SIMON OSTROVSKY: And of the 2,800 houses that were surveyed, what percentage had adequate sewage facilities?
CATHERINE FLOWERS: Most of them, at least 50% of the people that we surveyed had failing systems or no systems at all.
SIMON OSTROVSKY: What's it like living without a septic tank system?
PAMELA RUSH: It's bad and I don't like to see this stuff running out on the ground like this.
SIMON OSTROVSKY: Pamela Rush is also a resident here.
SIMON OSTROVSKY: So how does it work?
PAMELA RUSH: It's just a straight pipe running out from the house.
SIMON OSTROVSKY: How come you don't have a septic tank?
PAMELA RUSH: I could never afford a septic tank. It was like this ever since I been here.
SIMON OSTROVSKY: OK, How long has that been?
PAMELA RUSH: Over 20 years.
SIMON OSTROVSKY: So the Government actually doesn't consider it its responsibility to provide the infrastructure for getting rid of waste?
PHILIP ALSTON: No. I mean, they will say, "Look, we've got laws on the books and if you have a house, it's your responsibility." But of course, the bottom line is there's an awful lot of people, not just poor people, ordinary people who could never afford a sanitation system.
SIMON OSTROVSKY: Alabama's Chief Health Officer, Dr. Scott Harris, told us the state has never conducted a survey to assess the scope of the problem.
SIMON OSTROVSKY: How many households would you say don't have proper sewage facilities?
SCOTT HARRIS: Far too many. Although we don't have great data on that, we have made efforts in the past to try to count those numbers, but we don't have a way that we're confidently collecting all that information. In Lowndes County, for example, we think those numbers could be, you know, maybe 20 percent, you know, or it could be significantly higher or it might be lower, but we know it's a substantial number of the population.
SIMON OSTROVSKY: When we interviewed Philip Alston, he told us that he got the sense that the local authorities didn't feel that it was their responsibility, and not only that, they didn't know how big an issue it was because they'd never conducted a survey.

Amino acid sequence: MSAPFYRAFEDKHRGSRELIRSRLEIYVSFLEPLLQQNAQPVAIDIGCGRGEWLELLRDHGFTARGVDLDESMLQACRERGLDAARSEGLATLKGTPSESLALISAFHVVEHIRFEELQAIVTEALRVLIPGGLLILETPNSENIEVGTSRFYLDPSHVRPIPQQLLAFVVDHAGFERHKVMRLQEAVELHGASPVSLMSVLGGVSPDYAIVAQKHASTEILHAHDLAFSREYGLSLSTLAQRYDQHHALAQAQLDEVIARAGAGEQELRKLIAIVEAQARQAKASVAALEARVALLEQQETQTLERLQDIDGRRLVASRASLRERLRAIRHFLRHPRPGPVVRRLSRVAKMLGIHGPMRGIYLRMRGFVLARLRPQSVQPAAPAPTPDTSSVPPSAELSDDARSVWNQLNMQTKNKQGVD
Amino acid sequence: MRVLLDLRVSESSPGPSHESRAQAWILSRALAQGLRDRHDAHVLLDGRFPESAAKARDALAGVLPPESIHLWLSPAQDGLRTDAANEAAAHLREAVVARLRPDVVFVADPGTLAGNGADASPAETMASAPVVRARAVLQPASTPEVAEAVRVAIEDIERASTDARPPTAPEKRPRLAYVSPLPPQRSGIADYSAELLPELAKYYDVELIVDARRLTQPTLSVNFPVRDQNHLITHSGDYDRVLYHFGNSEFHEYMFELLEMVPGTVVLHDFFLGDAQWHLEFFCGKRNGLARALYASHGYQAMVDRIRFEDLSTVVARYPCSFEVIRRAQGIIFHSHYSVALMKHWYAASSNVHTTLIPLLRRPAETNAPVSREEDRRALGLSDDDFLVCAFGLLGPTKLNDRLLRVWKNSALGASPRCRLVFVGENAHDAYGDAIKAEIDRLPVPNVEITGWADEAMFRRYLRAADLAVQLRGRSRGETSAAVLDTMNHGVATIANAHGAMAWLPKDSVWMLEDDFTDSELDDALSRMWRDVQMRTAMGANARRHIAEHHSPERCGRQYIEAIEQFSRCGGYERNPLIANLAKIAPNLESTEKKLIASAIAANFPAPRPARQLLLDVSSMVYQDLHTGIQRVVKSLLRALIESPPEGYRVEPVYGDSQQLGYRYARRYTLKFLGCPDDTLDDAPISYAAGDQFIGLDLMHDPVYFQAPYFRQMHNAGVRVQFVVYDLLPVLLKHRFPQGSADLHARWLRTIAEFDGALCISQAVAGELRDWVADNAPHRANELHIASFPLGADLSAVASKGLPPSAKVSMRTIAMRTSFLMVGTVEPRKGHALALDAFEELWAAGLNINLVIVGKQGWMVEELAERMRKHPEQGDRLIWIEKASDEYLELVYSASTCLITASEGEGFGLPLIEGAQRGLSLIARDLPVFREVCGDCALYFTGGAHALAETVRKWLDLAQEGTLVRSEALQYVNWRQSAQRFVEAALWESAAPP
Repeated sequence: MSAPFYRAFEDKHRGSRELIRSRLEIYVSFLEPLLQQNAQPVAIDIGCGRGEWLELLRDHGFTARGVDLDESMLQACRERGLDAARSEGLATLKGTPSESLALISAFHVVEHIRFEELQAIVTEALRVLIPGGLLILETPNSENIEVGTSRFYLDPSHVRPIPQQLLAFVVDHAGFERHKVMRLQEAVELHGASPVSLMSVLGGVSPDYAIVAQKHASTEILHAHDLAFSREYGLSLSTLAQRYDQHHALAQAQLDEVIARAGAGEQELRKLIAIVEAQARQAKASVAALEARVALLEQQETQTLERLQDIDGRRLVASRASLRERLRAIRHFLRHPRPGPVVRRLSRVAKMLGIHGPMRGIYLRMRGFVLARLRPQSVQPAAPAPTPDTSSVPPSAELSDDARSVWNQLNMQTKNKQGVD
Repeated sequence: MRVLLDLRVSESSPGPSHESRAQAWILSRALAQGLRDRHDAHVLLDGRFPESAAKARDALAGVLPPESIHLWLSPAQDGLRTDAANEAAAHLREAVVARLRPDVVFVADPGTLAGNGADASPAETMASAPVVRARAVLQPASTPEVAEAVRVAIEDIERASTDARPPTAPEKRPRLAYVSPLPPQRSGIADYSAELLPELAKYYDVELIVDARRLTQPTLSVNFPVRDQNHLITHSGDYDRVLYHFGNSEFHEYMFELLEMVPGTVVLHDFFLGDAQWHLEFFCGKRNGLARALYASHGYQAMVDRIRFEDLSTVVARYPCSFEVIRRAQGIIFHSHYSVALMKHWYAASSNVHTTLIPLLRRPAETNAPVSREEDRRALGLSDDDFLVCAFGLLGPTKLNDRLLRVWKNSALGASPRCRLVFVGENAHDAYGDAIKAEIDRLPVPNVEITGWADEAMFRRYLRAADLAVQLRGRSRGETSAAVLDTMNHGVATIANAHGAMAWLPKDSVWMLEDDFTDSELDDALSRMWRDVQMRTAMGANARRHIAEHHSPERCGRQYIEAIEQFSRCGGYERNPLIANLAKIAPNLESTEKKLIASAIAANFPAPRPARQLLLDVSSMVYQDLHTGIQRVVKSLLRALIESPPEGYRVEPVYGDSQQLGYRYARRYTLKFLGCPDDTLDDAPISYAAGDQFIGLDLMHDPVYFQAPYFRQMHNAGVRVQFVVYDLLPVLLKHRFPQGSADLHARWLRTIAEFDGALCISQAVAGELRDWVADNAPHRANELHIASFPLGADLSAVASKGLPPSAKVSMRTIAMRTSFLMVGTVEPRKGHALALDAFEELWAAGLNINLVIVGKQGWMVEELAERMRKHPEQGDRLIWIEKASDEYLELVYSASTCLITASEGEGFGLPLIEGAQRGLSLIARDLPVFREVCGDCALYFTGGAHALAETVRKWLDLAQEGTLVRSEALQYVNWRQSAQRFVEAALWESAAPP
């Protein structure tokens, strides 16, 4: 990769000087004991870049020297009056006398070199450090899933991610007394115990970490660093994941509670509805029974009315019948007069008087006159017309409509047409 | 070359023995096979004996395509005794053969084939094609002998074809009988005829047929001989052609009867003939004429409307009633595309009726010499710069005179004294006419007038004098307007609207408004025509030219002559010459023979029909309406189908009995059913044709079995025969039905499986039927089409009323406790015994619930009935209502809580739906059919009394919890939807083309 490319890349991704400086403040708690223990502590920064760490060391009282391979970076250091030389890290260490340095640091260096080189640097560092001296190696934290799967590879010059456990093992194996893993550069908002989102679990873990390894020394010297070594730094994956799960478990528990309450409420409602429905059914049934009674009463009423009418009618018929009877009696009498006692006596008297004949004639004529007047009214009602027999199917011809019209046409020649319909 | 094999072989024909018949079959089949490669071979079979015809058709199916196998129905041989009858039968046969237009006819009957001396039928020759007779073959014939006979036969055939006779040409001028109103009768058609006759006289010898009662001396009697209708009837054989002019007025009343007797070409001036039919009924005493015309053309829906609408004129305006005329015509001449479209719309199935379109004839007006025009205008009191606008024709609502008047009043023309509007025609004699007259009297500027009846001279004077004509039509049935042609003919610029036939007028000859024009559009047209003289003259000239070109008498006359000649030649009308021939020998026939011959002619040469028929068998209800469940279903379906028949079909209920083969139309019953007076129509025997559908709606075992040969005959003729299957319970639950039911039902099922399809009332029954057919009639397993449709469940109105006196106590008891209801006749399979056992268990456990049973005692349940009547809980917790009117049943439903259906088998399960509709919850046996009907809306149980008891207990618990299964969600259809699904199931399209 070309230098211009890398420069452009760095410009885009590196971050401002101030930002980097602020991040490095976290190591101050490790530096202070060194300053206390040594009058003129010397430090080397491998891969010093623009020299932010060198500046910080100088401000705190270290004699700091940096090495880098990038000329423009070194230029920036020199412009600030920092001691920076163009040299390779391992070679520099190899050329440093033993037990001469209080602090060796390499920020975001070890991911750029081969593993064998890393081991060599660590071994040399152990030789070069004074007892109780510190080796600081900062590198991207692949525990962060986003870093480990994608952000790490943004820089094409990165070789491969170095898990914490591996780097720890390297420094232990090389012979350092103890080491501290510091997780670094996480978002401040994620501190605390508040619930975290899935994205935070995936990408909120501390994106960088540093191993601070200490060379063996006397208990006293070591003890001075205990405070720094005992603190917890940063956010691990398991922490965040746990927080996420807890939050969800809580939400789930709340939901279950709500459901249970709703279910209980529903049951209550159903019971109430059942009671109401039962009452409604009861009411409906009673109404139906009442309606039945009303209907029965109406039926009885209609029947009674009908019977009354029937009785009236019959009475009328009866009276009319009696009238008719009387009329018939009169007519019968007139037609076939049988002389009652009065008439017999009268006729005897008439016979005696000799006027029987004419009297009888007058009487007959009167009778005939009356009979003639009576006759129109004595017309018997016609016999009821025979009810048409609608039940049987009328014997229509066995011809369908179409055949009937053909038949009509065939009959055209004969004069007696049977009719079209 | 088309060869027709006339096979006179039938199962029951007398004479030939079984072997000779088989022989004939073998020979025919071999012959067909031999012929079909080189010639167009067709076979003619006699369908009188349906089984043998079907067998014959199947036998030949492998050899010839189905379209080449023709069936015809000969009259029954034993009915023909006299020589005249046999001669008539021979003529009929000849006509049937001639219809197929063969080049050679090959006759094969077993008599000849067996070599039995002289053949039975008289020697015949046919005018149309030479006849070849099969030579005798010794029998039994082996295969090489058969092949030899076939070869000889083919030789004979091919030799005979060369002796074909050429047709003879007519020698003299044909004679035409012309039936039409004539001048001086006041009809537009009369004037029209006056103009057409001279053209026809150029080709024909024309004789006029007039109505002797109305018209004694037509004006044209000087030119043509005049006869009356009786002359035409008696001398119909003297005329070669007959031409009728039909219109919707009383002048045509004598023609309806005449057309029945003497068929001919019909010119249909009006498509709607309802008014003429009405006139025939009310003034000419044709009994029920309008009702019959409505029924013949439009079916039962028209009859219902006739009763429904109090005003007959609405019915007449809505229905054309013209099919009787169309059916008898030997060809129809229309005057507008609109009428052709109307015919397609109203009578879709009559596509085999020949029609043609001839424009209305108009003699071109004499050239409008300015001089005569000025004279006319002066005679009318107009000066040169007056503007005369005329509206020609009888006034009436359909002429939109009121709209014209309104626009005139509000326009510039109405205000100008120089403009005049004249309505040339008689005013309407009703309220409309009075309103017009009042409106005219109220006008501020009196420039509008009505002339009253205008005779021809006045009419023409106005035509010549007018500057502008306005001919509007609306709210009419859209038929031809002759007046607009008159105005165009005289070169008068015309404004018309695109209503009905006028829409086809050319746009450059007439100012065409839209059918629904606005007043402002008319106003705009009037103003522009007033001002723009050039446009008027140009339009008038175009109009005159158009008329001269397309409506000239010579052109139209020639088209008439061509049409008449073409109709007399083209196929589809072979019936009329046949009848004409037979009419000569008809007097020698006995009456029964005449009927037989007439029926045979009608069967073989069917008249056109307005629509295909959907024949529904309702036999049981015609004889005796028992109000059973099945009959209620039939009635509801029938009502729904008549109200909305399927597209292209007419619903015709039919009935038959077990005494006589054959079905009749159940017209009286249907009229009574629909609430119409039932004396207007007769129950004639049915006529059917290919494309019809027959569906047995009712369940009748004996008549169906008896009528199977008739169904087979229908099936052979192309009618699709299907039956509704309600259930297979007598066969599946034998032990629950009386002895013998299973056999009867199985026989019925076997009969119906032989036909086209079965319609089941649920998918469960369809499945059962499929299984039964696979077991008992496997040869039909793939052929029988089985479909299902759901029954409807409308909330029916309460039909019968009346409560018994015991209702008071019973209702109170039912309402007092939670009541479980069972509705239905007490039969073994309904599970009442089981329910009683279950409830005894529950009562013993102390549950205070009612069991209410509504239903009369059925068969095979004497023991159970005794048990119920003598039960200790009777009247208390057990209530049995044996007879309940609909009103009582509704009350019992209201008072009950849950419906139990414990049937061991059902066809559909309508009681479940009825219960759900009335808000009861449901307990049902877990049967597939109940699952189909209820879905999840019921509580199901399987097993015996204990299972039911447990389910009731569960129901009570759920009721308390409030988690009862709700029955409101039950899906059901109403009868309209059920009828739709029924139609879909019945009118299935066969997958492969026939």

SCOTT HARRIS: I don't know about every person that he spoke with, but clearly it's an issue. We've identified it as an issue and we've tried to educate local people on how important it is.
SIMON OSTROVSKY: Do you think there's a problem where you see the better off white part of town being connected to the sewer system, and the poor, worse off black part of town not being connected to the system here in Lowndes County?
SCOTT HARRIS: There's a clear racial disparity here, there's no question about it. I think people who are impoverished of any color, but particularly African-American people who are impoverished lack the social capital to be able to get their problems addressed. They are unable to get government to answer to them in the way that people who are more well off or have better connections can do.
SIMON OSTROVSKY: We asked Nikki Haley's Spokesperson at the mission to the U.N. to speak to NewsHour Weekend about Alston's report. He didn't respond to calls and emails.
SIMON OSTROVSKY: Nikki Haley said it's patently ridiculous for the United Nations to be reviewing poverty in a country as rich as the United States. Do you agree with that?
KEITH HARPER: I don't agree with that. I think that countries like the United States where we have incredible wealth are precisely the kinds of countries where if you do have poverty you want to find out about it because we have the resources to address it.
SIMON OSTROVSKY: In the case of Alabama, the challenge of providing proper waste treatment to all citizens may finally be getting addressed with proposed bipartisan legislation. In part, due to the attention Alston's visit brought.
CONGRESSWOMAN TERRI SEWELL: And in this day and age, everyone should have access to quality affordable, waste water systems.
SIMON OSTROVSKY: Alongside Republican Legislators Mike Rogers and Shelley Capito, Democratic Congresswoman Terri Sewell and Democratic Senators Doug Jones and Cory Booker have introduced bipartisan bills in the House and Senate that if passed will offer Federal assistance to households for sanitation systems.
SIMON OSTROVSKY: How does that make Alabamians feel that the United Nations felt they needed to send somebody who they usually send to Third World countries to this state?
SENATOR DOUG JONES: Well you know look, it doesn't really matter how they feel. What we've got to do is take that report and say look, this is a problem. Don't, you know, don't shoot the messenger, that's what we say down here in the south. Just don't shoot the messenger, let's take the message and try to build on it and work on it.
SIMON OSTROVSKY: What would you say to people who would argue that our tax dollars should be spent on improving our own and our children's lives instead of people who haven't been able to sort their own situation out?
PHILIP ALSTON: Well, I think what any community does is to acknowledge that there are losers in life, or people who have gone through disasters, it can happen to any of us but those of us who are well off have safety nets, either personal or familial or whatever. These people don't have those safety nets, it's a basic tenet of decency for a society to make basic provision for the poorest and most vulnerable members of its society.